The American Nurses Association (ANA) takes a proactive position in fighting childhood obesity. The ANA calls the continuously growing number of obese children an epidemic and argues that nurses should educate their young patients and their parents on the importance of a healthy and active lifestyle (Jones, 2010). Besides, the ANA supports a wide range of policy recommendations directed at minimizing obesity and curbing the growth of childhood obesity (Jones, 2010). These recommendations include the increase of “funding for school wellness programs” and the “creation of recreational facilities in underserved areas to provide increased opportunities for physical activity” (Jones, 2010, p. 2). Even though the cited statement was made ten years ago, the problem of obesity remains topical. Hence, the ANA keeps on working on the eradication of this health problem through education in the community and support of the related policies and programs.

The role of the American Association of Nurse Practitioners (AANP) in dealing with obesity also could not be underestimated. The AANP offers a wide range of courses for people with obesity, where professionals train them on how to alter their lifestyle and eating habits. Another essential contribution of the AANP in the fight against obesity is the creation of the Obesity Specialty Practice Group (SPG). This group acts as a platform for collaboration with practitioners who investigate the issue of obesity. The participation in SPG guarantees that its members will “have access to the cutting-edge, online forum where you can engage in discussions, document sharing and knowledge exchange with fellow NPs” (American Association of Nurse Practitioners, n.d.). Nevertheless, compared with the ANA, the AANP does not emphasize any measures to deal precisely with childhood obesity. The AANP focuses on the obesity of people of all ages. The information placed on the website proves that the association is willing to help anyone diagnosed with this problem.

Finally, I would like to present my position statement on childhood obesity. I believe that it is vital to protect children from 2 to 12 years old from excessive weight because this problem hinders their well-being in the future. Besides, as it has been mentioned in the introductory paragraph, children themselves are unable to change their eating patterns. If their parents and teachers do not tell them how important it is to have an active lifestyle and stay fit, they would always suffer from excessive weight and complications. From this, it could be inferred that nurses should promote possible solutions to help children whose weight is too big to overcome this problem. Finally, I would like to emphasize that it is much easier to change a child’s psychological patterns and habits than one of an adult. In case of success, the entire nation will have more healthy citizens who do not suffer from cardiovascular and mental problems caused by extra weight or obesity.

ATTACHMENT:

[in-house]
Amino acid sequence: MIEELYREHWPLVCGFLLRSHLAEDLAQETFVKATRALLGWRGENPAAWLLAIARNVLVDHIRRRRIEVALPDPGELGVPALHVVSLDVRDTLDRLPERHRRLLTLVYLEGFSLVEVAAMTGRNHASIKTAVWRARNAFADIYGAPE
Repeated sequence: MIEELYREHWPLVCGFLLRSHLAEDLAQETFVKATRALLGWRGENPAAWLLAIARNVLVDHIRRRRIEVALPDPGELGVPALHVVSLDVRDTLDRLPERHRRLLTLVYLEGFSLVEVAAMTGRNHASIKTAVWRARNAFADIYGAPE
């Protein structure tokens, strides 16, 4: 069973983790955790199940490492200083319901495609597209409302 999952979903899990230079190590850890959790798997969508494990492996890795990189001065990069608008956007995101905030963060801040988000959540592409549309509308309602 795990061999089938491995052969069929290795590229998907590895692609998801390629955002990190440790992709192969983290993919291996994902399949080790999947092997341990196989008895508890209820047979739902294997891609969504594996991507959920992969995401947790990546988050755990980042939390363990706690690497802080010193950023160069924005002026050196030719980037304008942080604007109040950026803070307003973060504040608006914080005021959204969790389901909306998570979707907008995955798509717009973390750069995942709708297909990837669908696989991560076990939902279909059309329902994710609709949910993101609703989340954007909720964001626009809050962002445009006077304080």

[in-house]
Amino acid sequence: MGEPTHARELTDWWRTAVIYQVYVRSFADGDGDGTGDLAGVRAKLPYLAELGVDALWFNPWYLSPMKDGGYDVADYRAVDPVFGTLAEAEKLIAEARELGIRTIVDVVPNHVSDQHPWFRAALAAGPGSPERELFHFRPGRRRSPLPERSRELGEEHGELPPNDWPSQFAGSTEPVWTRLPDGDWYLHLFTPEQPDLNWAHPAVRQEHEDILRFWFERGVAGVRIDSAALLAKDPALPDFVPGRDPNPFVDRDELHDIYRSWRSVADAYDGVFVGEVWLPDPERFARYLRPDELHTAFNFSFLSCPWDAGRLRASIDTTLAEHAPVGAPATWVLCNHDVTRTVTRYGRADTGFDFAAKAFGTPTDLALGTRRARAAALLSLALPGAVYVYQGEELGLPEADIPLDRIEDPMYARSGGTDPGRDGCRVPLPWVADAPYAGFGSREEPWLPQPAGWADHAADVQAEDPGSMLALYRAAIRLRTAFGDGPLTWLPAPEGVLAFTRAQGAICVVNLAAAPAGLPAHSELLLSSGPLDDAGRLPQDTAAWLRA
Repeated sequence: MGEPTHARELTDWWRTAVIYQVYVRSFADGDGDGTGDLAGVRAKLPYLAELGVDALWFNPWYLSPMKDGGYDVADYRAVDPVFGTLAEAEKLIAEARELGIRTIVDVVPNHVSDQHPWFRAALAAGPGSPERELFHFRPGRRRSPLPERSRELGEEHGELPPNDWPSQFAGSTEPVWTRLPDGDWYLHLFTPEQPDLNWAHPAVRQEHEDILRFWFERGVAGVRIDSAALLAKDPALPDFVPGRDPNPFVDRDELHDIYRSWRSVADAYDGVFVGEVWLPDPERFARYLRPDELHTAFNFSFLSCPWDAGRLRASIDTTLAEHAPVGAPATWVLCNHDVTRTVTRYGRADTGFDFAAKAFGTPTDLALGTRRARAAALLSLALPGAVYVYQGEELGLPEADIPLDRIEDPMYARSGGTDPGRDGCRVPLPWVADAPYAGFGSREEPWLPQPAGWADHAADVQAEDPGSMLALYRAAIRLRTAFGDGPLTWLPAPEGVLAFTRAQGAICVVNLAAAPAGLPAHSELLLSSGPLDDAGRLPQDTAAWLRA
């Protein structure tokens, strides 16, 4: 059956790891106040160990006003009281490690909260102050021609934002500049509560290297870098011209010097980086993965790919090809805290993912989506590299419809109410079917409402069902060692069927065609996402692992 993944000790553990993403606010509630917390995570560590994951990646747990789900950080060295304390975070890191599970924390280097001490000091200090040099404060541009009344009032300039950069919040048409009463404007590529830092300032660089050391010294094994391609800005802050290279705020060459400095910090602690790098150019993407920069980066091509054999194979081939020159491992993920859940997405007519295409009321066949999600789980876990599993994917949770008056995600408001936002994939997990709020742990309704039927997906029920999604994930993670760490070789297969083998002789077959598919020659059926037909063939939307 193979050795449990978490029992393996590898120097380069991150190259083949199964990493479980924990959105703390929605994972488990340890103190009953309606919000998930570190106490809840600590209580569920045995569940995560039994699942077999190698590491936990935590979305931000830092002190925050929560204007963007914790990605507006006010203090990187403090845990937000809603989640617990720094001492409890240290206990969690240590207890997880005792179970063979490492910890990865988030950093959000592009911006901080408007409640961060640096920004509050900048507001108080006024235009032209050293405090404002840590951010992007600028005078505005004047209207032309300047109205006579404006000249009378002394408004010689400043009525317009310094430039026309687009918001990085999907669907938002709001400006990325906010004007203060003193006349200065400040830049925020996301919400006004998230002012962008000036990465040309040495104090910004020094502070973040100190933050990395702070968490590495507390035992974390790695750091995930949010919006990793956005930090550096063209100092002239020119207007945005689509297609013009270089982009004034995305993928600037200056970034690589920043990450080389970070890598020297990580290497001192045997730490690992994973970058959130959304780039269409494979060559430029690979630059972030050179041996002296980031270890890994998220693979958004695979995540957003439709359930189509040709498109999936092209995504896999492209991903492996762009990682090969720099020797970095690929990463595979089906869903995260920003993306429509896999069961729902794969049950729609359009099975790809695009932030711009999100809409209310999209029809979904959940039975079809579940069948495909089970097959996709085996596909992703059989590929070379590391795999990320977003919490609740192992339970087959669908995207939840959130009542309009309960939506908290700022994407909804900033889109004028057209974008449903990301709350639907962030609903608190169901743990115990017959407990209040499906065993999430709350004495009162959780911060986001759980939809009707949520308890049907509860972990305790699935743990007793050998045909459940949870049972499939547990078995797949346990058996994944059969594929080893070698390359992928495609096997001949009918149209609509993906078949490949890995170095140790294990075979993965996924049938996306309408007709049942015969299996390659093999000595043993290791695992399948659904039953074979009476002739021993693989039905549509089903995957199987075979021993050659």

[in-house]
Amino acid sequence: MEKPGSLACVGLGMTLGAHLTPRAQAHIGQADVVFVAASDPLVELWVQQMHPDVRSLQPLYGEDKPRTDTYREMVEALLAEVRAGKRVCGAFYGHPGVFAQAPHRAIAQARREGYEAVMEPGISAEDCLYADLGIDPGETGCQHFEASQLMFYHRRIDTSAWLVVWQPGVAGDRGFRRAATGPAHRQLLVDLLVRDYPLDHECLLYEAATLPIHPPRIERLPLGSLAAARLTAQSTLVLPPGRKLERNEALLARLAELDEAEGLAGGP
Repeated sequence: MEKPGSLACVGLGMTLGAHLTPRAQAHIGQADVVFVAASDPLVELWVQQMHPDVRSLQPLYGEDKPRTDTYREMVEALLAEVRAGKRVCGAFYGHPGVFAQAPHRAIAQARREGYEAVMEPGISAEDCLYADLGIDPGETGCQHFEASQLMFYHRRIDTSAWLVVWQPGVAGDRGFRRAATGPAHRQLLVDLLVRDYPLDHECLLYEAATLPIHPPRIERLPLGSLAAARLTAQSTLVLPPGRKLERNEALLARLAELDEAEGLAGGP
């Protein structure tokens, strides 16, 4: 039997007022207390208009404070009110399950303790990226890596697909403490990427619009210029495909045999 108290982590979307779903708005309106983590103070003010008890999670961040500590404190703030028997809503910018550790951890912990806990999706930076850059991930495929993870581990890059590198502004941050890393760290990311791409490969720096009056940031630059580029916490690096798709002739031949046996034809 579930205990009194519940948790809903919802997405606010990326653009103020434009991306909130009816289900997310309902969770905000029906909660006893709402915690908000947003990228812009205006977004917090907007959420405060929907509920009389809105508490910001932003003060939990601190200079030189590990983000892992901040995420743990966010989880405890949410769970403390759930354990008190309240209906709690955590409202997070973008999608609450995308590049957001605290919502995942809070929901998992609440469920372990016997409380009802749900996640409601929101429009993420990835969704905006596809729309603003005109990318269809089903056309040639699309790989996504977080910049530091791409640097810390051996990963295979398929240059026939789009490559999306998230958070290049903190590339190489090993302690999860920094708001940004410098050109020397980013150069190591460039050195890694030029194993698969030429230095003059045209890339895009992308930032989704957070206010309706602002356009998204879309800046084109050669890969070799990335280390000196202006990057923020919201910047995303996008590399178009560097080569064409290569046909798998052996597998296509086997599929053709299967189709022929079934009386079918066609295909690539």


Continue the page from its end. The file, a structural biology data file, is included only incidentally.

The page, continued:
Cochran, W. (2005). Understanding the Childhood Obesity Epidemic. Obesity Action Coalition. Web.

Hales, C.M., Carroll, M.D., Fryar C.D., Ogden, C.L. (2017). Prevalence of Obesity Among Adults and Youth: United States, 2015–2016. NCHS Data Brief, (228), 1-8. Web.

Halfon, N., Larson, K., & Slusser, W. (2013). Associations between obesity and comorbid mental health, developmental, and physical health conditions in a nationally representative sample of US children aged 10 to 17. Academic pediatrics, 13(1), 6-13.

Jones, T. (2010). Fighting Childhood Obesity: Taking a stand to control an epidemic one child at a time. ANA issue brief information and analysis on topics affecting nurses, the profession and health care. Web.

Obesity and overweight. (n.d.). World Health Organization. Web.

Obesity and Weight Management. (n.d.). American Association of Nurse Practitioners. Web.

Obesity. (n.d.). World Health Organization. Web.

Small, L., & Aplasca, A. (2016). Child obesity and mental health: a complex interaction. Child and Adolescent Psychiatric Clinics, 25(2), 269-282.

Zeller, M. H., Reiter‐Purtill, J., Jenkins, T. M., & Ratcliff, M. B. (2013). Adolescent suicidal behavior across the excess weight status spectrum. Obesity, 21(5), 1039-1045.

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NursingBird. "Childhood Obesity Between the Ages of 2 and 12." November 13, 2023.